'All right. On April the 25th. Well, with reference to the crossing by Mr. Jimenez in which Mr. Fonseca was not actually a passenger in the car, I'm instructing you, ladies and gentlemen of the jury, that this is not competent evidence for you to consider in this case, and you are to disregard that evidence for all purposes. With reference to the crossing which Mr. Fonseca and Mr. Jimenez were in the car together, you are at liberty to consider that for the sole purpose of establishing knowledge, if any, beyond a reasonable doubt and no other reason.'
In response to appellant's contention that the evidence pertaining to the bridge crossings on January 18 should have been excluded (as it was by the district judge in instructions to the jury), the Government contends that it was admissible to show knowledge and a continuous transaction by appellant. We do not agree. The evidence was irrelevant, having no connection with appellant. Moreover, Government counsel informed the jury in his opening statement of his intent to prove knowledge of defendant by the incidents on January 18 and later by introducing that evidence through the testimony of Customs Inspectors Cox and Stewart. Nevertheless, the error was cured by the instructions of the trial judge admonishing the jury to disregard that evidence in its entirety. Unlike the cases relied on by appellant, this is not a case where testimony of prior crimes of the defendant was admitted for improper purposes.2 Nor is it a case in which the testimony is so highly prejudicial that no instruction could erase the harm done.3 In essence the jury was informed that Carlos Jimenez, not appellant, was involved in certain questionable conduct related to the transportation of marihuana. It is doubtful that this evidence influenced the jury in its verdict.
The thorough and emphatic instructions of the trial judge effectively removed any prejudice. In view of the curative instructions, and the overwhelming evidence of guilt, the error was harmless.4
The April 25 bridge crossing is in a different category, however, and we find no error by the trial court in admitting evidence pertaining thereto. It was appellant this time who drove the vehicle, the same vehicle which was stopped on the day he was arrested. As on the day of his arrest, there was evidence of marihuana in the vehicle: 'What appeared to be marihuana seeds and cigarette papers' were found. Admissibility of evidence is a matter within the broad discretion of the trial court, United States v. Abshire, 5 Cir., 1972, 471 F.2d 116; United States v. Gonzalez, 5 Cir., 1972, 466 F.2d 1286. While it is clearly established that such discretion would be abused if evidence of prior crimes or misconduct were permitted for the purpose of showing either the criminal character of a defendant or his propensity to commit crime, if the incident is closely related in time and nature to the crime charged, it is admissible for the purpose of showing intent or knowledge. See United States v. Kasouris, 5 Cir., 1973, 474 F.2d 689; Gilstrap v. United States, 5 Cir., 1968, 389 F.2d 6; and United States v. Dryden, 5 Cir., 1970, 423 F.2d 1175, 1178, where we quoted with approval language from the Second Circuit which is pertinent here:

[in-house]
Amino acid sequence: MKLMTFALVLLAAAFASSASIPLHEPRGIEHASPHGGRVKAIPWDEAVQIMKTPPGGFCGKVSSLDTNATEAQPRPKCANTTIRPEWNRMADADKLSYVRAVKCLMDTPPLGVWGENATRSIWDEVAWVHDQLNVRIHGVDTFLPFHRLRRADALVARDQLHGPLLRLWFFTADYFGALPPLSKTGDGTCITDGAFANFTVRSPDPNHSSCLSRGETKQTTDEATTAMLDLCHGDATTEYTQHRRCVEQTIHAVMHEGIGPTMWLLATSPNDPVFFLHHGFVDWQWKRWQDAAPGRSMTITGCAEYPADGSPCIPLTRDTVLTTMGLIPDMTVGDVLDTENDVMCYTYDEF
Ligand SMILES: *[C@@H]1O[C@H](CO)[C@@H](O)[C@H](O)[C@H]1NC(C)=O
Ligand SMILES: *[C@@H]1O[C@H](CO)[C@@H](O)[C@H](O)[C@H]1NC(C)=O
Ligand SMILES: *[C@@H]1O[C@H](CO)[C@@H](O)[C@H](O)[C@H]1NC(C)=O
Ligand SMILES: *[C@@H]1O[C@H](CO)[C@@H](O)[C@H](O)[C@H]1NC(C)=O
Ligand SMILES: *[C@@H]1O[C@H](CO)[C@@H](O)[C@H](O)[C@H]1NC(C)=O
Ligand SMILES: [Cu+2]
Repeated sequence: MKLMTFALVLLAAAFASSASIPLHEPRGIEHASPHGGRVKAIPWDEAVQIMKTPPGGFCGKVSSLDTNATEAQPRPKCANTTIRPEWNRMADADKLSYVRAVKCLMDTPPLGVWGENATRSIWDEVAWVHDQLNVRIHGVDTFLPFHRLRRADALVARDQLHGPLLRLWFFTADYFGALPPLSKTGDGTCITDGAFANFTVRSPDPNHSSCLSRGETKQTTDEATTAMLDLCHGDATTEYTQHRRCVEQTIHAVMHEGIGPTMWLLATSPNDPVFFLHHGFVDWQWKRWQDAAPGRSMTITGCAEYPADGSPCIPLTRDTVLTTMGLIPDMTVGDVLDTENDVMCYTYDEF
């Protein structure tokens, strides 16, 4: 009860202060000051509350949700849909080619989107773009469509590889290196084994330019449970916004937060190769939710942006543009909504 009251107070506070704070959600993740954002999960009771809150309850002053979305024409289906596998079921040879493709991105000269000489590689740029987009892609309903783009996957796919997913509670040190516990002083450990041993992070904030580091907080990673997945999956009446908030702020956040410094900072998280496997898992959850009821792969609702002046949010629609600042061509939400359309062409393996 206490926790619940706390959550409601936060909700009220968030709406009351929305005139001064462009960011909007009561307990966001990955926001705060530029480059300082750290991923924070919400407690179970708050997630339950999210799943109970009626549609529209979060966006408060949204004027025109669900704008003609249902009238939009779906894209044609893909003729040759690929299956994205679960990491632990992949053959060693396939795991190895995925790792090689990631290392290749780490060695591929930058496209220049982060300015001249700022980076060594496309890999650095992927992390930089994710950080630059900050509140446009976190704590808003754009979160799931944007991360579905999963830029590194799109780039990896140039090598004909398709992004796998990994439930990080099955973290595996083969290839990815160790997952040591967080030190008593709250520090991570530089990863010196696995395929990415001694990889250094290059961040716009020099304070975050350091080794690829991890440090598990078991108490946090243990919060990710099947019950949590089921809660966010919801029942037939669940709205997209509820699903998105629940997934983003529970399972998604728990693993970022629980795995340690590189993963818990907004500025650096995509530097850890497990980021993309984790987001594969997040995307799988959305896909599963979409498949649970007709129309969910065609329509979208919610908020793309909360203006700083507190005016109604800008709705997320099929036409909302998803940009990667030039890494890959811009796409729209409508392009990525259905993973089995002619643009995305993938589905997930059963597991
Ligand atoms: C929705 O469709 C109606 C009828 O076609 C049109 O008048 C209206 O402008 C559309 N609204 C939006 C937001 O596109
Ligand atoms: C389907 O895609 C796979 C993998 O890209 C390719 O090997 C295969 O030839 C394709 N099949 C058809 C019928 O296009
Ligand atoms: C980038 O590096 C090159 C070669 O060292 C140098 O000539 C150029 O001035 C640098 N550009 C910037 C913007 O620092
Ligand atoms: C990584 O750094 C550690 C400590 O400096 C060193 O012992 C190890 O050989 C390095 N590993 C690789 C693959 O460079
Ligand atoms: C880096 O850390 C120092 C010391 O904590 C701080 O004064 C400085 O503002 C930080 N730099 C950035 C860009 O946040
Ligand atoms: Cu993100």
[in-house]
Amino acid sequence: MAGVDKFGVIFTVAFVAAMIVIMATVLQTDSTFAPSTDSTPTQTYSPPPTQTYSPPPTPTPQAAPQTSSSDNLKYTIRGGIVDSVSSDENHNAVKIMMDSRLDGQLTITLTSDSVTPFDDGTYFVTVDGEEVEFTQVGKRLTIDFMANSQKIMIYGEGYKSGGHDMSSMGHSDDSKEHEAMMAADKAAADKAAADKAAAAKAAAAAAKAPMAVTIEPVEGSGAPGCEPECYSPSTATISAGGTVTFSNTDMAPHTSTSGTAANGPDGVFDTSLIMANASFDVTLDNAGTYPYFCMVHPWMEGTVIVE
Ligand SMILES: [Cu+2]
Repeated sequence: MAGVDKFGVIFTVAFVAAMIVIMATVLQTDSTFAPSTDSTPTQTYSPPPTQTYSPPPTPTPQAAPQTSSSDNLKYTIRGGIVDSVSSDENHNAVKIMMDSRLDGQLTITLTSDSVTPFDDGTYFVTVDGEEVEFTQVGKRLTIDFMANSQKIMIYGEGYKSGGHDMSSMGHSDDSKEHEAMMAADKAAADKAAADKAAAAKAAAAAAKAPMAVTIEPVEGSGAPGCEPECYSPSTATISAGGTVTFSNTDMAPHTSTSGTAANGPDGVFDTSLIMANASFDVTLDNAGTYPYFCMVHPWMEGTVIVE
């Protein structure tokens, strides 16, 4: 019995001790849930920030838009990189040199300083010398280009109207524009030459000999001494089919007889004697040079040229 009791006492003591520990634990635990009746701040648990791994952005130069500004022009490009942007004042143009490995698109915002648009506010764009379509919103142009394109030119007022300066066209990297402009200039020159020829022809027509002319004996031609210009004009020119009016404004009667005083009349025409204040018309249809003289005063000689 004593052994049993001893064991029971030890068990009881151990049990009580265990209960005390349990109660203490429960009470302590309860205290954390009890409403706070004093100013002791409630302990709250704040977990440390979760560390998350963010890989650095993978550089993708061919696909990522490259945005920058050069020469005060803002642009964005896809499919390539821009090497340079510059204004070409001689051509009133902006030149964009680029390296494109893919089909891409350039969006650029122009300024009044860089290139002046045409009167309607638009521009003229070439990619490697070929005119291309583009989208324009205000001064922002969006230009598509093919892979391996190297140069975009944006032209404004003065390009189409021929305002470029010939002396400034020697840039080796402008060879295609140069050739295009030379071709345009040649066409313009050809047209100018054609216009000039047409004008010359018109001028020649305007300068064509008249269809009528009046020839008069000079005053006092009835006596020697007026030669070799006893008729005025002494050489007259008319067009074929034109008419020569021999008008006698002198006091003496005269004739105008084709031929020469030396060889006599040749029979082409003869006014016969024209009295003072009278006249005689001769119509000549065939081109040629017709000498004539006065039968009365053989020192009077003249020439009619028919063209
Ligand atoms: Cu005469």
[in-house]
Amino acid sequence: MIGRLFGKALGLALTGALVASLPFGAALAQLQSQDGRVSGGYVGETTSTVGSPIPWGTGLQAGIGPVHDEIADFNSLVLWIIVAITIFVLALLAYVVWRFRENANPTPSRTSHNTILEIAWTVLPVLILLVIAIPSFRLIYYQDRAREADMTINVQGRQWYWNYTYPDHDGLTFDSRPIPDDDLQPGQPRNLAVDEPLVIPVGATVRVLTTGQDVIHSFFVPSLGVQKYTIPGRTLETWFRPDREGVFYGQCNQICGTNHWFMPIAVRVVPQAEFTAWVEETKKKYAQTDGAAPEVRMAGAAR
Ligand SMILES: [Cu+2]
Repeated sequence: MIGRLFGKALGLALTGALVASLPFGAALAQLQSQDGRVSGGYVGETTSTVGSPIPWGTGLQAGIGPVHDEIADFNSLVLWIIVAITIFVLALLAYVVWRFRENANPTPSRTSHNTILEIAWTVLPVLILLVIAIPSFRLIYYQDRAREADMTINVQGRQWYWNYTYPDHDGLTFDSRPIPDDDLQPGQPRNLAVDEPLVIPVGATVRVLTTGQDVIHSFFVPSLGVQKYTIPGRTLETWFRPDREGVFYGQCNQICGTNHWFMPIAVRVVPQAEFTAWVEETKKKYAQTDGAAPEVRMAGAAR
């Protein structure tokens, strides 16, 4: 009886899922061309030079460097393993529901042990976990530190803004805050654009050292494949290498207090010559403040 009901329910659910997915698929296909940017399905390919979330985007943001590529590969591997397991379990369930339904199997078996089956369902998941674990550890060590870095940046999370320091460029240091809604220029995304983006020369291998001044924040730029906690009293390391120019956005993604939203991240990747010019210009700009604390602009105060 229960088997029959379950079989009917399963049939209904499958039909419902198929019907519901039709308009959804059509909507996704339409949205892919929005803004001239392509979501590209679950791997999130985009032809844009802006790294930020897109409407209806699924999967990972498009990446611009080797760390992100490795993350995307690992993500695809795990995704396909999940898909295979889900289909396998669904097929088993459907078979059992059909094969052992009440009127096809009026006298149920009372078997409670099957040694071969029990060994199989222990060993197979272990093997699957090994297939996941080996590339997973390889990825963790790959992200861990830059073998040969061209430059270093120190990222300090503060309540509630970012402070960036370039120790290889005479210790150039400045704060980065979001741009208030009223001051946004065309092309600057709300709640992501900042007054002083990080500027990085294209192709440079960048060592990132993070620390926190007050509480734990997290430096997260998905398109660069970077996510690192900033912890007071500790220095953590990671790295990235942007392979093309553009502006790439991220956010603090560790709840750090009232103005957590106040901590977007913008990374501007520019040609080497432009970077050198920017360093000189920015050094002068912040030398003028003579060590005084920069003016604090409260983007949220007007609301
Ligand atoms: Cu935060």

Where, as here the evidence is susceptible of the interpretation that the acts alleged to constitute the crime were innocently performed and the vital issues of knowledge and intent are keenly disputed, it is well within the trial judge's discretion to permit the Government, on a properly limited basis, to introduce evidence of prior similar offenses demonstrating the unlikelihood that the defendant was a mere innocent, unknowing bystander. For in such cases the jury must be relied upon not to convict the defendant solely because he is an evil fellow with a propensity towards criminal behavior in general * * * but because of the sheer improbability that a person with his familiarity and experience with the specific criminal conduct charged might have been unaware that a crime was being committed or might have performed the acts with an innocent and lawful intent.